A Baltimore-area principal has alleged a white police officer degraded him in front of his son last month, and now authorities are investigating.
Vance Benton has been the principal of Baltimore’s Patterson High School for the past eight years. A glimpse at his Instagram page also shows he practices mindfulness, a psychological practice in which you focus on the present. He’s used the practice to inform his students on how to navigate issues such as bullying, as seen in videos on his YouTube channel.
Yet it seemed an interaction with Baltimore County police in unincorporated Owings Mills, Maryland, in July was something Benton couldn’t shake. The Baltimore Sun reported Tuesday he wrote a letter to county officials, which counted County Executive Johnny Olszewski and police chief Melissa R. Hyatt among them. In the note, Benton stated he experienced disrespect by a white officer when he stood by and watched an arrest not far from his home with his son. He was not involved in the crime at hand.
In the memo, Benton said he had not ever gone through so much “degradation, disrespect and humiliation.”
“The lives of innocent citizens, especially those that are African American, are in jeopardy if (the officer’s) innate racial biases and his belittling actions to ‘bait’ citizens into being arrested aren’t analyzed and addressed immediately,” Benton said in the note.
Benton explained to the local paper of the July 29 incident that he was at the scene of the arrest in order to teach his teenage son a lesson. After picking up Taj Benton, a competitive swimmer at magnet high school Baltimore City College, from swim practice, the father noticed what appeared to be a couple arguing on the side of the road. By the time he was on the way back home with Taj, Benton noticed the apparent boyfriend, who was Black, had been arrested.
Wanting to make sure the man was “handled properly by police” and utilizing it as a chance to inform his 15-year-old about how to keep on the straight and narrow, Benton said he stood about 20 yards from where the officers were located.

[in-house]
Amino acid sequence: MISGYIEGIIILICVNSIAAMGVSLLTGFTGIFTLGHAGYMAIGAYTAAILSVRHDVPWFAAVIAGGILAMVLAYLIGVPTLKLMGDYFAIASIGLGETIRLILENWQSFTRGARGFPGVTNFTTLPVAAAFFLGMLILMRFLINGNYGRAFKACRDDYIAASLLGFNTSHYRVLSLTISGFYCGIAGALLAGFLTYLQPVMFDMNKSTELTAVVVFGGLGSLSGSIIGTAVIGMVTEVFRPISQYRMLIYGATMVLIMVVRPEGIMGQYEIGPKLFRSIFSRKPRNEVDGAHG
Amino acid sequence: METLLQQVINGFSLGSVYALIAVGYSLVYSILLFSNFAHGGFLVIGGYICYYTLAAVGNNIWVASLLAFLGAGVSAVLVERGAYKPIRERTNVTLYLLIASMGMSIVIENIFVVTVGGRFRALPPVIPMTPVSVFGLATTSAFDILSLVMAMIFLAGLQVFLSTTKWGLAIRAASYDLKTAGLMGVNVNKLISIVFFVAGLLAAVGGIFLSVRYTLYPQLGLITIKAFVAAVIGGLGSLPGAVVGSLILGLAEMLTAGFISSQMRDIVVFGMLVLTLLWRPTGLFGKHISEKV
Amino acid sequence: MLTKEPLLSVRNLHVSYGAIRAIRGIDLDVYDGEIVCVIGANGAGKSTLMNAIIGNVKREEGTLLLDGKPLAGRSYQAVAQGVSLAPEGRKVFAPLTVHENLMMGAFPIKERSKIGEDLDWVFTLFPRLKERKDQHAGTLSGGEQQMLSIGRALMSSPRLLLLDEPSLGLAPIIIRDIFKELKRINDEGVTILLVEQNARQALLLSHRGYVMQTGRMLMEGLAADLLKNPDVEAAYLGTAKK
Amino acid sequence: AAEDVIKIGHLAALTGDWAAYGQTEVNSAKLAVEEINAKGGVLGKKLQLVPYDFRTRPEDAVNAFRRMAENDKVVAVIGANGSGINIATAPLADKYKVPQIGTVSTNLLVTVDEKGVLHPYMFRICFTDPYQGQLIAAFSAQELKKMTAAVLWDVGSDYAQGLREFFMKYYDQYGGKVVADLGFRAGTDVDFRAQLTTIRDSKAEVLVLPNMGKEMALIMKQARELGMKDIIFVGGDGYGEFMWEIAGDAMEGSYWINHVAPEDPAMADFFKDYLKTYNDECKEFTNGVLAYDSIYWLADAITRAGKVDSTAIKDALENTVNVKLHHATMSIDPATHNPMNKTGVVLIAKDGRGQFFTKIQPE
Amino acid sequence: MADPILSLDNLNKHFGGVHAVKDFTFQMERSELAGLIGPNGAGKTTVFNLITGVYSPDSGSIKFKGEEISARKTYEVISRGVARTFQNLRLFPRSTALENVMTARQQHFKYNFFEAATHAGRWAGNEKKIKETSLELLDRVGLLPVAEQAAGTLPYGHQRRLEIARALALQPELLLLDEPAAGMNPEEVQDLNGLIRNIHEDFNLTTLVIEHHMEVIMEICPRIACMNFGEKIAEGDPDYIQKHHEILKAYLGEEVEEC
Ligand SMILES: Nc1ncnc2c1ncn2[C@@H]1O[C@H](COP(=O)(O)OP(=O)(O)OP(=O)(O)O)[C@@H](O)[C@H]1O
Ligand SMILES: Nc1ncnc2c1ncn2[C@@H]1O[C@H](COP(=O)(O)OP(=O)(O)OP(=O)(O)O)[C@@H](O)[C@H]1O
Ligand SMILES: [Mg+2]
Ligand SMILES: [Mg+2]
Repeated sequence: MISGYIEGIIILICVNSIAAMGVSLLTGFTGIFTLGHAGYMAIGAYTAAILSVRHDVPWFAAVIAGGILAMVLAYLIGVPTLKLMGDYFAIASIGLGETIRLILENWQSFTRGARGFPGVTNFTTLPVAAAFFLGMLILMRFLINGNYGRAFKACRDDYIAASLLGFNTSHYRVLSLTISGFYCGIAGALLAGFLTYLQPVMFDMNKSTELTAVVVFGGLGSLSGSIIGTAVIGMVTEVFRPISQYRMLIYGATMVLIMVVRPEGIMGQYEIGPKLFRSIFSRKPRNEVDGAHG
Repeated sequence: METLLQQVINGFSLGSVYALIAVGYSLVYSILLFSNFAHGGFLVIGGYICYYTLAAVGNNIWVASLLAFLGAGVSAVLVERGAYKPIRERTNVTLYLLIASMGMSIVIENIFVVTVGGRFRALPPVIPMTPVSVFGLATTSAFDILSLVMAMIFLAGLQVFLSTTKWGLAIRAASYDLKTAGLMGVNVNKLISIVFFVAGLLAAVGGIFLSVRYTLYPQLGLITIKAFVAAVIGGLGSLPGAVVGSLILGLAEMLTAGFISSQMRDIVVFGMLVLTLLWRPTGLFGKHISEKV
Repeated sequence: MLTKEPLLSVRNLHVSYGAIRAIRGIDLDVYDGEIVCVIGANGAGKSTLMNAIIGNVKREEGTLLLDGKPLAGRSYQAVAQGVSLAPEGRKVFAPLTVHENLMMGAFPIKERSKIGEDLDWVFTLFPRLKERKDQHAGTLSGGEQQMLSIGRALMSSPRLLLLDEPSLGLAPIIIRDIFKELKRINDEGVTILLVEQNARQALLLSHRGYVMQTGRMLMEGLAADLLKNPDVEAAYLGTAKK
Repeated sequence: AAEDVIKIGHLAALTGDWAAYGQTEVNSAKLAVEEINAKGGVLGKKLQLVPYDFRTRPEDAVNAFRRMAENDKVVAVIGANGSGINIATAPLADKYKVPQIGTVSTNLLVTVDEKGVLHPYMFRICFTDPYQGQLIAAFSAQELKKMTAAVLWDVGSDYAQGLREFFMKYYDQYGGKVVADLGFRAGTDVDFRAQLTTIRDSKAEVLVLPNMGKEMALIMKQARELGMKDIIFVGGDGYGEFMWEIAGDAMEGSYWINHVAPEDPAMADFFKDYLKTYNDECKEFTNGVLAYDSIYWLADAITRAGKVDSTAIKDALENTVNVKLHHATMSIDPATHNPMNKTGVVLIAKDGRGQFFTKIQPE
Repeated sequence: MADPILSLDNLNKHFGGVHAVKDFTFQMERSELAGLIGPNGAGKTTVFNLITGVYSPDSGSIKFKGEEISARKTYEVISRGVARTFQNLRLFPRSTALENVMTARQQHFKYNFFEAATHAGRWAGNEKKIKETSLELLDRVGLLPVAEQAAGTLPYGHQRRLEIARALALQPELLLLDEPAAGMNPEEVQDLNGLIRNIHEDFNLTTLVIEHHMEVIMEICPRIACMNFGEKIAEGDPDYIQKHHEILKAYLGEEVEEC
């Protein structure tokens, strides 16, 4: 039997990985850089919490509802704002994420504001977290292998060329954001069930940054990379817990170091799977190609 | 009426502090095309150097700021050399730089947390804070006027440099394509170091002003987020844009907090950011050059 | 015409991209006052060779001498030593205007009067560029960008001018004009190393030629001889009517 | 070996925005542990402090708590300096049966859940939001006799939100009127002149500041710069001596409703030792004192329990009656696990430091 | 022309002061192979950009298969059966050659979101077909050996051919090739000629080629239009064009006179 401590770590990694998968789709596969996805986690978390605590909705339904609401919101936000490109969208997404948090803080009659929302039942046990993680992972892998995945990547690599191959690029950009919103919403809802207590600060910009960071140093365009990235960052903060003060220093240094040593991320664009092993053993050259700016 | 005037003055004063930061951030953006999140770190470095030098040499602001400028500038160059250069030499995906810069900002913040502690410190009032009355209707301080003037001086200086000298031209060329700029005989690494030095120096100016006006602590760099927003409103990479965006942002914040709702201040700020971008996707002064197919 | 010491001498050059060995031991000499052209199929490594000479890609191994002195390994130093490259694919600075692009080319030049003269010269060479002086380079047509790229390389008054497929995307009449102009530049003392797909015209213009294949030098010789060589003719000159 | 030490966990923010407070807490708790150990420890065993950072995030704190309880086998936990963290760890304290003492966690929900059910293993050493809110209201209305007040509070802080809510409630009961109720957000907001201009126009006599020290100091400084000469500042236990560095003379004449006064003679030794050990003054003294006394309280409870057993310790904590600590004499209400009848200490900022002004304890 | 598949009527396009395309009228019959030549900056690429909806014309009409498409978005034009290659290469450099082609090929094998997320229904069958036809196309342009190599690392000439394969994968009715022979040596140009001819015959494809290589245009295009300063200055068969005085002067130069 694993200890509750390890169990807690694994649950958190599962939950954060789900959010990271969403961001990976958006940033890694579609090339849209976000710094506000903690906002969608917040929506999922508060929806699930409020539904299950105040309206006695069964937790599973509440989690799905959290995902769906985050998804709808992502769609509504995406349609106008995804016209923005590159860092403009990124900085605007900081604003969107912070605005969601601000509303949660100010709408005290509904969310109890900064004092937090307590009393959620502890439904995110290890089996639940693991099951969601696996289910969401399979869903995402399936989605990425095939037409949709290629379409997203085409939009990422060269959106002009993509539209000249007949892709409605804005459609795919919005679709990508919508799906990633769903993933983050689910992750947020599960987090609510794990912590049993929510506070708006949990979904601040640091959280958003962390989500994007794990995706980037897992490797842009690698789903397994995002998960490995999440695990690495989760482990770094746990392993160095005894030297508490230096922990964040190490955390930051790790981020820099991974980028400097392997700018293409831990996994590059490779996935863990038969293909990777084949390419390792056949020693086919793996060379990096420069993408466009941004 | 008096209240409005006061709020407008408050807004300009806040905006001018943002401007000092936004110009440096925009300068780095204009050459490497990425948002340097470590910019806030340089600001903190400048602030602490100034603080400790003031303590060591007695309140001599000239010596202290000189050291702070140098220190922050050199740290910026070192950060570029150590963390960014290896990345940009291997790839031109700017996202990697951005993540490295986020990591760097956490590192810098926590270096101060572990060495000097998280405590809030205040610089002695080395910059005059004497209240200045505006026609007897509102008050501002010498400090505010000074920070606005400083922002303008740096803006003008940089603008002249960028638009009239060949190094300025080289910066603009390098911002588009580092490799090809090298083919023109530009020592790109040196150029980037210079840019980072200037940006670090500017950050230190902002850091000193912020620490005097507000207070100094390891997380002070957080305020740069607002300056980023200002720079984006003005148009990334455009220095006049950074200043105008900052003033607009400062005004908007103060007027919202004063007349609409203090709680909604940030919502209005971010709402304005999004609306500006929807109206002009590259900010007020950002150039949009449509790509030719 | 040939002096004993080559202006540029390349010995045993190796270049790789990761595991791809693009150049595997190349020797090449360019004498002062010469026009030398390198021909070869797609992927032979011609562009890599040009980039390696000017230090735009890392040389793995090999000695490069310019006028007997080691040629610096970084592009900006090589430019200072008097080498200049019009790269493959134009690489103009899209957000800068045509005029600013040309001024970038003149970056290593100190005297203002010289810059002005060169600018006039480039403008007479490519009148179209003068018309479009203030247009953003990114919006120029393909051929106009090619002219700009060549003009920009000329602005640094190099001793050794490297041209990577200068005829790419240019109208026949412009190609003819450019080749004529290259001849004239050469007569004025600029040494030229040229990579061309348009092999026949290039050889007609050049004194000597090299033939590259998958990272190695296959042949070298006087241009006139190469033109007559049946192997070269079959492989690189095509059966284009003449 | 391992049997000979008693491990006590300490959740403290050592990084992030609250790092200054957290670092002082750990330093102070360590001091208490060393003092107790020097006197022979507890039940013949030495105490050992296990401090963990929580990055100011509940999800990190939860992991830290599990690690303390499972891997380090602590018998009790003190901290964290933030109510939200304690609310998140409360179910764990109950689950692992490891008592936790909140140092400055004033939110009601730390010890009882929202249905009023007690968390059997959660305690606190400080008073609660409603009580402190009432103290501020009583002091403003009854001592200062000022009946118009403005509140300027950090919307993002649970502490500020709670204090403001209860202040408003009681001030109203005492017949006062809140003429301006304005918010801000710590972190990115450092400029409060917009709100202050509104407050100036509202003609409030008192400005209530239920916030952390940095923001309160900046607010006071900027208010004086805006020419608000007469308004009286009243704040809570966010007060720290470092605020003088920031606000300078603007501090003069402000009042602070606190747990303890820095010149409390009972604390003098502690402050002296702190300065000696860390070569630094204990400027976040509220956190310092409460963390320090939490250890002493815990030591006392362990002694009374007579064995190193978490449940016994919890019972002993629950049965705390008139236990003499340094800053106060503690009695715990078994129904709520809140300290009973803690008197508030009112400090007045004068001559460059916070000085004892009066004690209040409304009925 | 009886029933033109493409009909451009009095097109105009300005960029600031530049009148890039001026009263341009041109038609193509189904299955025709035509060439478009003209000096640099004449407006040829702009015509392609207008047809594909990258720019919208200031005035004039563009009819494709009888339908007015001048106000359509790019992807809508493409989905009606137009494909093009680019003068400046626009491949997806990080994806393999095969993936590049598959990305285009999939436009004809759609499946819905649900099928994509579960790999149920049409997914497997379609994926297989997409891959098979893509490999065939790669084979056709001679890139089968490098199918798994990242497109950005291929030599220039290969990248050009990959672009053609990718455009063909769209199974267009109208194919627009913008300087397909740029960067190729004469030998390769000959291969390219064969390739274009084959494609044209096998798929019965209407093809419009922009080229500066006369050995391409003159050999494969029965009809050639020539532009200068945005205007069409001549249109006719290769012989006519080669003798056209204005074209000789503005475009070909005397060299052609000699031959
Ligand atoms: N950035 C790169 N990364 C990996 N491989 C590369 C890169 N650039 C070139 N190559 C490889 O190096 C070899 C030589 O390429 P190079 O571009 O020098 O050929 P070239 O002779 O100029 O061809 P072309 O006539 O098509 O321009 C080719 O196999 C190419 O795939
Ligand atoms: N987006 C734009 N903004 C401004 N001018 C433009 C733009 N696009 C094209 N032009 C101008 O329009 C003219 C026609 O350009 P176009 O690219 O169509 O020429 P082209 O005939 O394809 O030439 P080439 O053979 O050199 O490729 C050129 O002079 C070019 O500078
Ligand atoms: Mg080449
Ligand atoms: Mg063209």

When a female officer approached and asked him to leave, Benton told her he thought he could stand on the sidewalk where he was not impeding police. Then, a different officer who seemed to be the boss waved at Benton noting he was OK to remain in his spot.
Then, a white officer approached. Benton said that officer, “ranted” about how people try to get in the way of probes. After Benton began speaking to Taj, he turned back toward the officer who screamed, “Don’t you buck up at me!” according to Benton.
Telling his son he felt the officer was imagining things and being racist, he said to Taj, “Did you see me buck up or even raise my voice?
“I told him that’s how black boys and men get killed by the police when police choose to see things that are not there,” he recalled saying to his son.
Alleging the officer shone a flashlight into his face and said he wanted to get a good look at him, Benton tried to read his name tag. He ultimately asked the officer for his name directly and told the newspaper the officer spelled it out in an exaggerated manner after the policeman asked, “Can you even read?”
Benton said the officer asked Taj if he took his father’s advice. When he replied in the affirmative, Benton said the policeman replied to the nationally ranked swimmer, “I guess I will be seeing you again.”
The 15-year education professional said he felt the remark indicated his son would wind up getting in trouble with the police.
“He saw me as the ‘n-word’ and not as a black man with his son. He saw me as another opportunity to degrade someone and he relished that opportunity to do it in front of my son,” Benton said, noting he felt the officer tried to lure him into being arrested. Instead, Benton said he said goodnight walked away.
The officer’s name was not reported by the publication, although it reported Benton provided them with his moniker. Baltimore County Police Department told the paper its policy is not to provide officers’ first names.
In addition, a request for the department to release the bodycam footage of the officer in question was denied as the incident was being investigated.
“We take all matters brought to our attention seriously and the agency is investigating the matter,” said Hyatt, the new police chief, through her public information officer to the newspaper.
Olesewki’s spokesperson told the paper in an email, “While we don’t know the specific circumstances around this situation, we take complaints like this seriously. No one should ever be mistreated by the police or any other county employee.”
Meanwhile, it seems Benton is keeping up with his practice of mindfulness. He uploaded a side-by-side photo to his Instagram page Sunday of a sunrise and a sunset over the ocean in Waikiki, Hawaii, and captioned it, “I thank God for blessing us with the ability and appreciation to experience the sun setting on distant lands. But I also thank God for the wisdom and humility in knowing that it’s the same sun in Maryland!”